a+u #637, 2023
It would be rather naive to describe the now well-known works of fala only with words such as ‘naive’ and ‘joyful’. The other side of such works contains the complex state of mind of young architects facing the harsh reality and the ontological question of the architects of this era. The innocent-looking positivity does not come from optimism about the world, but from a resigned acceptance that comes from 'not being able to do anything anymore', and it is against architects' long-held delusion and chronic optimism that architecture can redeem society. The fact that much of their work involves fixing small houses reflects the situation they find themselves in, and they desperately look for something they can do on a tight budget, but it inevitably becomes partial or fragmentary. However, by further isolating and juxtaposing each of these fragments, they use them as a critical tool for architecture that goes beyond simple functional solutions.
The presence of large, blunt doorknobs and fluttering handrails raises skeptical inquiries about intricate details and craftsmanship, echoing the questions posed by Adolf Loos over a century ago. Rather than expending labor to achieve a state of 'no ornamentation', which currently holds sway, they employ a more pragmatic and cost-effective approach, imbued with a joke. This profound jest is also evident in their use of materials. Not only do they employ marble in the way they apply paint, but they also challenge the 'authenticity of materials' by deviating from conventional grammar in their utilization. Furthermore, by embracing the variables and mistakes that arise during the construction process, they intentionally create a composition that appears clumsy and awkward, akin to the work of an amateur architect. However, this outcome is a result of the reconciliation between the self and the world, conceived by surrealists who anticipate serendipitous occurrences. The sudden appearance of half-moon-shaped mirrors and circular openings further elucidates this intention. In their explanations of architecture, they eschew discussions centered on light and materiality. Instead, they articulate their works through forms and elements, particularly by deliberately avoiding indirect lighting, thereby challenging the abstract nature of consciously constructed spaces. Their approach is akin to patiently awaiting the emergence of space by proudly revealing the essential elements and arranging them with an air of nonchalance. Nevertheless, it is the pillar that embodies their clear intentions and appreciation. This steadfastly indicates that every endeavor they undertake remains firmly rooted within the discipline of architecture, clearly demarcating a distinction from everyday architecture without architects.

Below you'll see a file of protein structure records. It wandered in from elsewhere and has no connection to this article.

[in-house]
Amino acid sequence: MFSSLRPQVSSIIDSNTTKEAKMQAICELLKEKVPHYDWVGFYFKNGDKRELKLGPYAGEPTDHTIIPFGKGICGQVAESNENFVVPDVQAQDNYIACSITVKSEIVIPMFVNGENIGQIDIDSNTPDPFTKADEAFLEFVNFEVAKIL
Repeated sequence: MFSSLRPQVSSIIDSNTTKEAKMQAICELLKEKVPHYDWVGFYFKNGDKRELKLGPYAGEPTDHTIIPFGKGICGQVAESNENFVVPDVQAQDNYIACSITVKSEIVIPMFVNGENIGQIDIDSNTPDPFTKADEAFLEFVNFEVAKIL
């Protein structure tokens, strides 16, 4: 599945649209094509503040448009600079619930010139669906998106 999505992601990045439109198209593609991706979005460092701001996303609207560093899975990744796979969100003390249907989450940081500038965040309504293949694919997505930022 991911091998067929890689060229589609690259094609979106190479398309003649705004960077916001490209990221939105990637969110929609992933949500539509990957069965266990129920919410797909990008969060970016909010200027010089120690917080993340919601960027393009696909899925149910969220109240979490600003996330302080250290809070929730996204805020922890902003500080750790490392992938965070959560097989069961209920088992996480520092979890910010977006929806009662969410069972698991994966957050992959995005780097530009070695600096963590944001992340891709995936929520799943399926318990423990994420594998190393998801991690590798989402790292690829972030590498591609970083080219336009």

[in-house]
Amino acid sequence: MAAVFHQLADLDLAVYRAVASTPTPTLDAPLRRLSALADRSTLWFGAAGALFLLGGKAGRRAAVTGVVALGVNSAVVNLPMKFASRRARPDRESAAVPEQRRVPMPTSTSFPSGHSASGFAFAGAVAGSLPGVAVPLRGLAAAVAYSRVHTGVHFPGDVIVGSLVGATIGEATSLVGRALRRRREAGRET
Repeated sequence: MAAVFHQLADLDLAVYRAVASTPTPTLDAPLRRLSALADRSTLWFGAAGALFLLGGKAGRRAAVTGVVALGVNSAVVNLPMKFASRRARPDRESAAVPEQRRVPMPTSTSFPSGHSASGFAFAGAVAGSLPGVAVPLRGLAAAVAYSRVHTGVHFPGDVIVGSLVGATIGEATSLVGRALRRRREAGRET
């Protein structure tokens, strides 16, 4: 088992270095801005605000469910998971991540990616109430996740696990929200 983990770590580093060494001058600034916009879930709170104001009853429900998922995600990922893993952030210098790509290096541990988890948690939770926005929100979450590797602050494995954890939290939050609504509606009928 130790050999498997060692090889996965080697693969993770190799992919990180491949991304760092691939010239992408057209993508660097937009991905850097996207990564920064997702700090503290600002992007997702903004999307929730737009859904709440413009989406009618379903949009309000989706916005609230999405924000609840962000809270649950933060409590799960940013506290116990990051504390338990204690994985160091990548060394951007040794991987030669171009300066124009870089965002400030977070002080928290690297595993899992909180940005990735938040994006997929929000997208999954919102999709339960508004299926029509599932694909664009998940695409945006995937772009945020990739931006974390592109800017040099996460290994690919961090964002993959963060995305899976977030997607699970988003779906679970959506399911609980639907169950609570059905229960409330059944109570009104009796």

They neither hold faith in the past nor adopt a future-oriented perspective. Instead, they embrace the present, the here and now, while simultaneously offering critique. Thus, their works assume the guise of poems that satirize reality. Within the desolate backdrop of reality, fala's architectural advancement lies in the deliberate exaggeration of that very reality. Consequently, their work not only serves as a direct assault on reality but also demands rectification and improvement. It does not embody pure sarcasm, which amounts to a complete denial and reckless attack on reality, nor does it demonstrate cynicism, which signifies a passive indifference towards reality. Rather, their work manifests as both negative and order- destructive, as it dismantles contemporary power structures, while also being positive and order-creating, aspiring towards a better reality. Their work is both deviation from and return to reality; both a reprimand and an act of love. They are practicing the art of love.